With so much data available, it can be hard for supply management organizations to determine trends in the data and respond. But the purpose of gathering the data is to resolve issues or take strategic measures.
“When compiling data, procurement professionals need to ask: ‘That’s an interesting chart or report, but what are we supposed to do with it?’ That’s where you take the step from analytics to business intelligence,” says Erin McFarlane, head of strategy at Fairmarkit, a Boston-based software provider. “It’s not just, ‘That’s interesting information.’ It’s, ‘As a result of this information, this is the action we’re going to take.’ Or, ‘We’ve identified the problem, and here is how we’re going to resolve it.’ ”
In general, if a data report does not to spur action, it’s “useless,” she says. “Every report has to trigger action,” McFarlane adds. “It can’t just be analytics for the sake of knowing what the numbers are. The numbers have to have a result and an action.”
Do most companies realize this? McFarlane doesn’t believe so, because quarterly and annual reports don’t always trigger action. “I challenge anyone who participates in a monthly, quarterly or annual report presentation to ask themselves what action they want people in the room to take, or what they expect the audience to do with the information. The answer ‘I just want them to be aware of it’ isn’t good enough.”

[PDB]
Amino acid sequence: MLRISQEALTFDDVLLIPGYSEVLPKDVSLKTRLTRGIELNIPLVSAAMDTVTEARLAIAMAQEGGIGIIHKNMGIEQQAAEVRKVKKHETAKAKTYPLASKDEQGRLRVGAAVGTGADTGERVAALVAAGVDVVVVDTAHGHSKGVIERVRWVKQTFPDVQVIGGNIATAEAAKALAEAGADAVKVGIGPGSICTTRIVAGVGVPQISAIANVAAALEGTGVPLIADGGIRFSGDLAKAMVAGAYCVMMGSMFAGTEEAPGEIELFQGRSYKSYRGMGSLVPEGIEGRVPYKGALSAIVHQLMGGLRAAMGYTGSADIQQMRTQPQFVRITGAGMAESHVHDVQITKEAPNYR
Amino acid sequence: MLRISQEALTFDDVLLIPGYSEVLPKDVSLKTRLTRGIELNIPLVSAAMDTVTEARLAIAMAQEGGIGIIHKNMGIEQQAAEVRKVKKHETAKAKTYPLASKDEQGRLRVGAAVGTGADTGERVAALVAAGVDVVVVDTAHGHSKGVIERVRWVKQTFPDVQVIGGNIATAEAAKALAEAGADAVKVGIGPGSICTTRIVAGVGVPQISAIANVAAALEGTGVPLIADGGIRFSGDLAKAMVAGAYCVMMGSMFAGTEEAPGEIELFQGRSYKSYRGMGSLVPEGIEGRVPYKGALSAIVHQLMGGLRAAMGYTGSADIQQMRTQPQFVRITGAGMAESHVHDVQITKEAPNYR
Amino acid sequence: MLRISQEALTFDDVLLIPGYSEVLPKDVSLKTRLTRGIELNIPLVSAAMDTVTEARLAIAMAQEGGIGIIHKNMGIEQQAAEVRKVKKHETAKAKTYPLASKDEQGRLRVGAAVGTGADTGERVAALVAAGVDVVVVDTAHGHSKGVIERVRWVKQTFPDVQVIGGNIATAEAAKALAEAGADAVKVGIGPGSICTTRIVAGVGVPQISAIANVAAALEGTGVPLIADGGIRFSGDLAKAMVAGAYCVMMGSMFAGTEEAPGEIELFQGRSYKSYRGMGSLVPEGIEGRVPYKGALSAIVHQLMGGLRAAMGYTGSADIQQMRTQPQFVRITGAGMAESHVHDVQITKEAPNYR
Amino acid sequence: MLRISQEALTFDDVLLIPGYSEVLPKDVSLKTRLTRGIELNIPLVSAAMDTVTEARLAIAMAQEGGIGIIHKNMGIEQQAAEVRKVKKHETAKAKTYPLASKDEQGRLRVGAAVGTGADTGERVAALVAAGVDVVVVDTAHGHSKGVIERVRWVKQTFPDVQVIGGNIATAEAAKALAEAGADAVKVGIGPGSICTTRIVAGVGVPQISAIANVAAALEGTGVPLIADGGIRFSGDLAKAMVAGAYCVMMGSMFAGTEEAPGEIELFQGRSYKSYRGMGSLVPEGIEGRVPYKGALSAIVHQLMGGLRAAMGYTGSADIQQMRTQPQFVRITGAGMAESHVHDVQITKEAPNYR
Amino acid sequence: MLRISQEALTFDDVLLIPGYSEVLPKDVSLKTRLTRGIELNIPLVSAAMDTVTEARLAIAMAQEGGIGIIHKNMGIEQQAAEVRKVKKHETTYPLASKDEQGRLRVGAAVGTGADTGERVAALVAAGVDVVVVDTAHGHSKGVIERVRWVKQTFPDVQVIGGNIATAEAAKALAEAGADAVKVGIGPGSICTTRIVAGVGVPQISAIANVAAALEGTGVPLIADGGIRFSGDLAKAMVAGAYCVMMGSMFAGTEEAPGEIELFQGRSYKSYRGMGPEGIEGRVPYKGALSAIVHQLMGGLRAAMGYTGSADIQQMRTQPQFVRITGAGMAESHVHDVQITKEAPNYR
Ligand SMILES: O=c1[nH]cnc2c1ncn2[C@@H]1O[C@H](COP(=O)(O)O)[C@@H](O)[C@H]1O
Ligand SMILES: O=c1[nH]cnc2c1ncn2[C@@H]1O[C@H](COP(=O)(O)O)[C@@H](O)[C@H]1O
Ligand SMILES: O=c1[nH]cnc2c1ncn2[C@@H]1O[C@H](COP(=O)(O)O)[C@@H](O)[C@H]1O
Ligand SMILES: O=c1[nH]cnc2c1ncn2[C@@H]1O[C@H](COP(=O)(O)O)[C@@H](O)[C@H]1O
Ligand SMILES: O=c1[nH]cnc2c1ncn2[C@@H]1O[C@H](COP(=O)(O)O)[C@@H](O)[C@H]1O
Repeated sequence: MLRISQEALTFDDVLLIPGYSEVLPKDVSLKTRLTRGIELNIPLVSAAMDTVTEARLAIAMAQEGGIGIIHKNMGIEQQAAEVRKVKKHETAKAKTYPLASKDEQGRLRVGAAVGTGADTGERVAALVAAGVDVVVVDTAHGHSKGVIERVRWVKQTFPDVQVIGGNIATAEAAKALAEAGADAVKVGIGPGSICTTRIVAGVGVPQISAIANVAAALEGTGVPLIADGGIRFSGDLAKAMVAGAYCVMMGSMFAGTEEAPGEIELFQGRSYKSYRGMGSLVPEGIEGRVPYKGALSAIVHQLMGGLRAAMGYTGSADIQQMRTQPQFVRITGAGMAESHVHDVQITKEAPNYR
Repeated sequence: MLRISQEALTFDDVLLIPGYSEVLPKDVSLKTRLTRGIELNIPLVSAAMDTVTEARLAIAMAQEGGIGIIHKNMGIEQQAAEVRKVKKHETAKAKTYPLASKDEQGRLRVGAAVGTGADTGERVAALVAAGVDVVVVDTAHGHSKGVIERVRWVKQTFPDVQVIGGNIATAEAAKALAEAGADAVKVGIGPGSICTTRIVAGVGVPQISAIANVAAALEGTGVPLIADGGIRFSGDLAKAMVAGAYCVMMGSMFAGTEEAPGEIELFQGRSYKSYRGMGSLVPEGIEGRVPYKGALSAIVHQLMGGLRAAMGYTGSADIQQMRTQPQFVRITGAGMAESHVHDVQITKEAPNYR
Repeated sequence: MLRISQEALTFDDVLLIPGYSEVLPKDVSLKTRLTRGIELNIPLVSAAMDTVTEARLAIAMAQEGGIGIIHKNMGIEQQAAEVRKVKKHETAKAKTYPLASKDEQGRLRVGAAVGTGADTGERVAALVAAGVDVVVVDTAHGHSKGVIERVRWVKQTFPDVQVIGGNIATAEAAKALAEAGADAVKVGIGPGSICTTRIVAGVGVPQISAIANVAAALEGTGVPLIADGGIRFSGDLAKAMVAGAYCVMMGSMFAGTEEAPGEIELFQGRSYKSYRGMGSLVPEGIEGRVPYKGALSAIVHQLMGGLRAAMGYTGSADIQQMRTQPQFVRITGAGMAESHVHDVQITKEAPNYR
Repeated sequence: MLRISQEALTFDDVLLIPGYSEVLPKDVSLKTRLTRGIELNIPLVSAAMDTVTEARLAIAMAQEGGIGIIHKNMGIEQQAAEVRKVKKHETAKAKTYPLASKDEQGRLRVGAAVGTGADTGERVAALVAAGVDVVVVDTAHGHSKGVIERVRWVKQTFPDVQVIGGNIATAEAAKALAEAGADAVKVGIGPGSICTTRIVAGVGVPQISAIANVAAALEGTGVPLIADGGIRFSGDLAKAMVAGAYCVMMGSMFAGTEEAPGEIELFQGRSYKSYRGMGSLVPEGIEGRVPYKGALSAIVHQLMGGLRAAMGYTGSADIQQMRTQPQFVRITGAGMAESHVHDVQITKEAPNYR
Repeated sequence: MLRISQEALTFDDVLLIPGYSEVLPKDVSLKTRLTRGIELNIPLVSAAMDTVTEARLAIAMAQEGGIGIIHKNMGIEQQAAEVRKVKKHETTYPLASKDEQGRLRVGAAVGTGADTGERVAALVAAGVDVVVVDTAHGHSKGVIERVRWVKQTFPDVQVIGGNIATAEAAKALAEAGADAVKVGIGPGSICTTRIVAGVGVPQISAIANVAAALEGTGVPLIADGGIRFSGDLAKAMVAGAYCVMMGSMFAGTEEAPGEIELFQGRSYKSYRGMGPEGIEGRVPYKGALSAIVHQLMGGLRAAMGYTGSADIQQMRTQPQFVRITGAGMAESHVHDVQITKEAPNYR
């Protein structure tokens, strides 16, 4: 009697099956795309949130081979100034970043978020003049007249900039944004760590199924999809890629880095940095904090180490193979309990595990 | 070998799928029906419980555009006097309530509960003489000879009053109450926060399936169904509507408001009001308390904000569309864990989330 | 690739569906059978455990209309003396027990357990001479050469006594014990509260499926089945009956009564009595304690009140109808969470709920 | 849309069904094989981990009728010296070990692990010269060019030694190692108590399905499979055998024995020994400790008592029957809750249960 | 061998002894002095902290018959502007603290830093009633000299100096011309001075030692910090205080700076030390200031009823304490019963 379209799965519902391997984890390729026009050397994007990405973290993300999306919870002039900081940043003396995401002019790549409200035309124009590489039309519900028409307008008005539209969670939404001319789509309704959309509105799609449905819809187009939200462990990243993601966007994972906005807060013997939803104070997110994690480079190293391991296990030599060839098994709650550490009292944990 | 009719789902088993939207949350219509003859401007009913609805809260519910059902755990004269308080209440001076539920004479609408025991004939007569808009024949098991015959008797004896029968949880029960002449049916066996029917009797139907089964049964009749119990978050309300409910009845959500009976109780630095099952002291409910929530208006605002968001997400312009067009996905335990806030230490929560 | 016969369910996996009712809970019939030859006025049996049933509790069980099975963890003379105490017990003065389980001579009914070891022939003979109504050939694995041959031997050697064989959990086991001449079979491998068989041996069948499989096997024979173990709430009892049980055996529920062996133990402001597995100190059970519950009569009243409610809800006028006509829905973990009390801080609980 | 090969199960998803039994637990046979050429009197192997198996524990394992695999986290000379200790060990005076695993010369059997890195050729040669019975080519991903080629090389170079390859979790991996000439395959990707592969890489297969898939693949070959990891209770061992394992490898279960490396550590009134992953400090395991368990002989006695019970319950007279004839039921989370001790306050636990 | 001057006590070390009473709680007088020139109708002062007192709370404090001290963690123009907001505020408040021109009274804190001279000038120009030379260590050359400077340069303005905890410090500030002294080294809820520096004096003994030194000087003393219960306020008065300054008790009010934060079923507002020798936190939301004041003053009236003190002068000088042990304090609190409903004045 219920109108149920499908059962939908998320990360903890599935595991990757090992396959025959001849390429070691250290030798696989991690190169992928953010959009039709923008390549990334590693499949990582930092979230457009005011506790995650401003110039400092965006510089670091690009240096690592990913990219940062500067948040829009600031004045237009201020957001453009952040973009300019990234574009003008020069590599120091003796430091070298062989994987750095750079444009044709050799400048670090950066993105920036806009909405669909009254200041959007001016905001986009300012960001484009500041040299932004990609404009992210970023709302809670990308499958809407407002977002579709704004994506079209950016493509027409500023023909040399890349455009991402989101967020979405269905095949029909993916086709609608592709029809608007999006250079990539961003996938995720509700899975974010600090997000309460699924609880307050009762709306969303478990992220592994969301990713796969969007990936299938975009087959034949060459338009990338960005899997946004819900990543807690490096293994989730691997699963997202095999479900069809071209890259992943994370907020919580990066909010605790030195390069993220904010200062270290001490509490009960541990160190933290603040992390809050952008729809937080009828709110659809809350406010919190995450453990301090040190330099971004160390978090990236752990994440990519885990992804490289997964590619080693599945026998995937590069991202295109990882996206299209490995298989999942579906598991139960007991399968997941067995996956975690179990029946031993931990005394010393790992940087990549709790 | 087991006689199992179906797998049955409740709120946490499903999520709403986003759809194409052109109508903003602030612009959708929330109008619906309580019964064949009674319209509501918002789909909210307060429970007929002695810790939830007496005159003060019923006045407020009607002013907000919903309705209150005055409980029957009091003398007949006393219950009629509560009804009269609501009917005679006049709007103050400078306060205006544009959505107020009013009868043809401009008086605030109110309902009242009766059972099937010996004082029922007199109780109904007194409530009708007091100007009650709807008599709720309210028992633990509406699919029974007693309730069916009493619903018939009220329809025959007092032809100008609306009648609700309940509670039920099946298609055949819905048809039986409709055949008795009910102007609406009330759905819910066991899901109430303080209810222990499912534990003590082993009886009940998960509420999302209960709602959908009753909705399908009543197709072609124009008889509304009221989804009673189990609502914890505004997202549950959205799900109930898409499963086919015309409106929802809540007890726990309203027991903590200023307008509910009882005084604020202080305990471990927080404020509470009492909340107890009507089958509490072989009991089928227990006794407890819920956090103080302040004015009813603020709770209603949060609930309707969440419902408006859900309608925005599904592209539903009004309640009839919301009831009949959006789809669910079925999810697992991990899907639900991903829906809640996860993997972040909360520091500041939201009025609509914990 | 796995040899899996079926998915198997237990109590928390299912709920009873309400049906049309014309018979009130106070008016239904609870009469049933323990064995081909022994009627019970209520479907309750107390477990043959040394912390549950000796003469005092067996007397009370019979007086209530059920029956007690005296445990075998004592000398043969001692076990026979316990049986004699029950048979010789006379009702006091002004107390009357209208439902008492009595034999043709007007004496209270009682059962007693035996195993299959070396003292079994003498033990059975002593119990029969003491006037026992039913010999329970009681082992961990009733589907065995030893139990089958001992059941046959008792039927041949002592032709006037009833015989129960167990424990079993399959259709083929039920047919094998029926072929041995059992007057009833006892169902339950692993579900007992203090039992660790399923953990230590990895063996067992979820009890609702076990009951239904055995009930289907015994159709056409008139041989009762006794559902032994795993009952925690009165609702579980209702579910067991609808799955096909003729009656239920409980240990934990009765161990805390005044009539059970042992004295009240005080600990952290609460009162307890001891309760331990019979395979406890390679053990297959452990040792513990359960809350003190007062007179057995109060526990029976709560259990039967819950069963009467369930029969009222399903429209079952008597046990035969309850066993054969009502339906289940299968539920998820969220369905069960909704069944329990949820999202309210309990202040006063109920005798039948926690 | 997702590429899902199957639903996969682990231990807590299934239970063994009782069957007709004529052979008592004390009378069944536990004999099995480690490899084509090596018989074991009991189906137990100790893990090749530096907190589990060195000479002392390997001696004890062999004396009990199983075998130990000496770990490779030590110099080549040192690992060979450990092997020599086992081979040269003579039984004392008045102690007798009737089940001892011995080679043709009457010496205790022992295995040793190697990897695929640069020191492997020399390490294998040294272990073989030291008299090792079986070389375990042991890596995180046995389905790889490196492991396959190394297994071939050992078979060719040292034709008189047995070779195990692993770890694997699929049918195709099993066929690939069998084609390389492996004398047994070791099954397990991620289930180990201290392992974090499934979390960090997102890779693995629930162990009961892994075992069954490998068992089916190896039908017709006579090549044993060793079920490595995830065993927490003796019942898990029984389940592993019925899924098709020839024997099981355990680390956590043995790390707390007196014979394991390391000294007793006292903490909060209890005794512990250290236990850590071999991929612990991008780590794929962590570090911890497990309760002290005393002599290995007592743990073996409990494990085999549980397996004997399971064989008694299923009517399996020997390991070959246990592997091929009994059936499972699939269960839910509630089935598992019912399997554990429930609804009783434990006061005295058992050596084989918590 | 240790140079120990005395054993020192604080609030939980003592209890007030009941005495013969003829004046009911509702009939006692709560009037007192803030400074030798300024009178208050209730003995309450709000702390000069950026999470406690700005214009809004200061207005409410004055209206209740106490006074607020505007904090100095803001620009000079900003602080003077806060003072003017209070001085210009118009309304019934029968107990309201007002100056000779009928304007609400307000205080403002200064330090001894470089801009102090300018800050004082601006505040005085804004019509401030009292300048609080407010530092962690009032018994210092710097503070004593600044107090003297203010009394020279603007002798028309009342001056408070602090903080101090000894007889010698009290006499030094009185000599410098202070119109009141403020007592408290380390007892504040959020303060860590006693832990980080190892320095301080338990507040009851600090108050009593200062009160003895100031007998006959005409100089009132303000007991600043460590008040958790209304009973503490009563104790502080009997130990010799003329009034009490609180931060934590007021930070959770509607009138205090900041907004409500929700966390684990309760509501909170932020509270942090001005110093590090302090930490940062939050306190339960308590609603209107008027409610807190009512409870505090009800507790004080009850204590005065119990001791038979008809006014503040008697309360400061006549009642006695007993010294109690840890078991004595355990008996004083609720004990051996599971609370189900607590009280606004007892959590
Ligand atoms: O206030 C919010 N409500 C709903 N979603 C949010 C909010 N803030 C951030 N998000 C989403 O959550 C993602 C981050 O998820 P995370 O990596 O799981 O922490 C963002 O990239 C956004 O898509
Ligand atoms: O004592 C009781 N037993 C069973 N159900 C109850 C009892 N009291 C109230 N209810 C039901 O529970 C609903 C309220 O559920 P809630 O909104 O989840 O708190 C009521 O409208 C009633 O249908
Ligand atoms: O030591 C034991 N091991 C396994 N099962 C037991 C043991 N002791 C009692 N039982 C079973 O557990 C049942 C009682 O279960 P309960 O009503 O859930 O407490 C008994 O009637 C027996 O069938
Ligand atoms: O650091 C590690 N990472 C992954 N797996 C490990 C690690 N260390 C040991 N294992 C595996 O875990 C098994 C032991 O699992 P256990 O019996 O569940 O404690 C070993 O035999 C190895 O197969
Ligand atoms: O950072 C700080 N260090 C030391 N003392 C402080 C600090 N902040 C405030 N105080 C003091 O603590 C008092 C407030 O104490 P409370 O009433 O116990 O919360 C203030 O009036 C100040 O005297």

Determining the action needed requires someone who does more than collect data, McFarlane says: “Analyzing the data isn’t the end of the process. You need someone who understands the business process behind data to provide context.” The analyst’s role is to put together the report, but interpreting requires someone to “understand the ‘why,’ ” she says. “That’s something that executives must become better at.”
Since many stakeholders are associated with the report, the necessary actions could affect several areas of the business — for example, spend data. “Where the data can become powerful is when you combine spend data with a list of expiring contracts,” McFarlane says. “It’s interesting to know (from a report) who your top 20 suppliers are. But what’s more important is to know that, of the top 20 suppliers, 10 have contracts expiring this year, and here are (potential) negotiation plans. That is a report with a call to action.”